The Chicago Bears blew out the New England Patriots that weekend by a lopsided 46-10 score. I watched the game, but my mind was more on the pressures of the job I had started the previous week as editor of the Roswell Neighbor newspaper, published by Times Journal Inc., the same company that publishes the Marietta Daily Journal.
I lived in the old Treetop Apartments overlooking I-285 at the Galleria. If I'd had some rocks out on my second-floor hilltop balcony, I could have hit some of the C-130s that were constantly lumbering low over our rooftops as they headed in and out of Dobbins. And if my arm had been a little stronger, I could have plunked some of those rocks into the Chattahoochee, which flowed by the property.
I had just moved down from Toccoa in northeast Georgia, where I had edited a newspaper for a couple years and worked in radio for a few years prior to that. All those years living in a small town had whetted my appetite for Big City Life, and when I got here, I jumped in with both feet. As a newspaper editor, I was on the receiving end of a slew of invitations to events high and low - from the Atlanta Steeplechase and balls at the Piedmont Driving Club to some of downtown's more notorious nightspots. It was a rare week that I didn't wind up at a reception marking the opening of this business or that restaurant. I think I ate enough free cocktail shrimp at receptions my first year here to fill the Gulf of Mexico.
I was dazzled by the infinite number of interesting eateries and great nightclubs, with beautiful women at every turn - one of whom I later married. Metro Atlanta was, and is, a great place to be young and single.
And I'm finding out that it's a great place to be older and married. It's also one of the greatest places in the world - maybe the greatest place - to raise a family.
Cobb has changed tremendously since 1986. Once you were west of the Waffle House on Whitlock Avenue and Dallas Highway you might as well have been in Alabama. There wasn't much to west Cobb in those days but trees, fields and Lost Mountain.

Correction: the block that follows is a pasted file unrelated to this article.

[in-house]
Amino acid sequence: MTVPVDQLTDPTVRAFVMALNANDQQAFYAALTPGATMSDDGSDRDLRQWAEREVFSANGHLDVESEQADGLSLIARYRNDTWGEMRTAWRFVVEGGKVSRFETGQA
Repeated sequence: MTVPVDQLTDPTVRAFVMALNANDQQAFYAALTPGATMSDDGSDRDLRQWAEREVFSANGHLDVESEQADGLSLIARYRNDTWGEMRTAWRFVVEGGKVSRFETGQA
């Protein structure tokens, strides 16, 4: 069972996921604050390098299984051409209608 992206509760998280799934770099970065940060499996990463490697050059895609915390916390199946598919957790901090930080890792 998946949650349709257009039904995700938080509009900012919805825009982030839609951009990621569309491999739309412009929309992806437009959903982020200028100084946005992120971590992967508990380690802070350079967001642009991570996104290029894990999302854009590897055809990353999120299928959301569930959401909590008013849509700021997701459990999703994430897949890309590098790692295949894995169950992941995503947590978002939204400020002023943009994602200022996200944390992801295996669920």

Town Center mall hadn't quite opened yet. The Four Seasons Mall and Belmont Hills Shopping Center in Smyrna were still going strong. Cumberland Mall's site had been a Boy Scout camp barely a decade before. Vinings was picturesque but puny, it's high-rises yet to arrive.
Downtown Marietta, which had been Cobb's shopping Mecca for a century prior to the 1960s, was running on fumes. Most of its retailers had left. The Strand Theatre was a decaying hulk. The block facing the Square's east side was an ugly parking lot where the impressive State Court Building now stands. A homeless shelter was just a block off the Square, and its denizens tended to spend the day hanging around Glover Park.
Fortunately, the Square's fortunes were starting to turn, thanks to the $1 million makeover launched by Mayor Bob Flournoy Jr. a couple years earlier. Marietta's top elected official was its first female mayor, Vicky Chastain.
A handful of us still remain at the MDJ from those days - associate editor Bill Kinney, salesman extraordinaire Jay Whorton, vice president Harris Kettles, secretary Michele Bramlett, salespeople Kathleen Gray, Nat Long and Wade Shoaf, production crewmen Chuck Hicks and Mike Thompson, and of course publisher Otis A. Brumby Jr. Unfortunately, none of us look quite as young as we used to. I've got more than a bit of gray in my hair - some of it put there, no doubt, by a couple of the aforementioned names in this paragraph. But I suspect I've given them as much gray as they've given me, so we're even.
That 1986 Bears-Patriot game turned out to be one of the most boring Super Bowls ever. But the past 25 years have been anything but. And I hope the next 25 here are just as good.
Joe Kirby is Editorial Page Editor of the Marietta Daily Journal and co-author of the new 'Then & Now: Marietta Revisited.'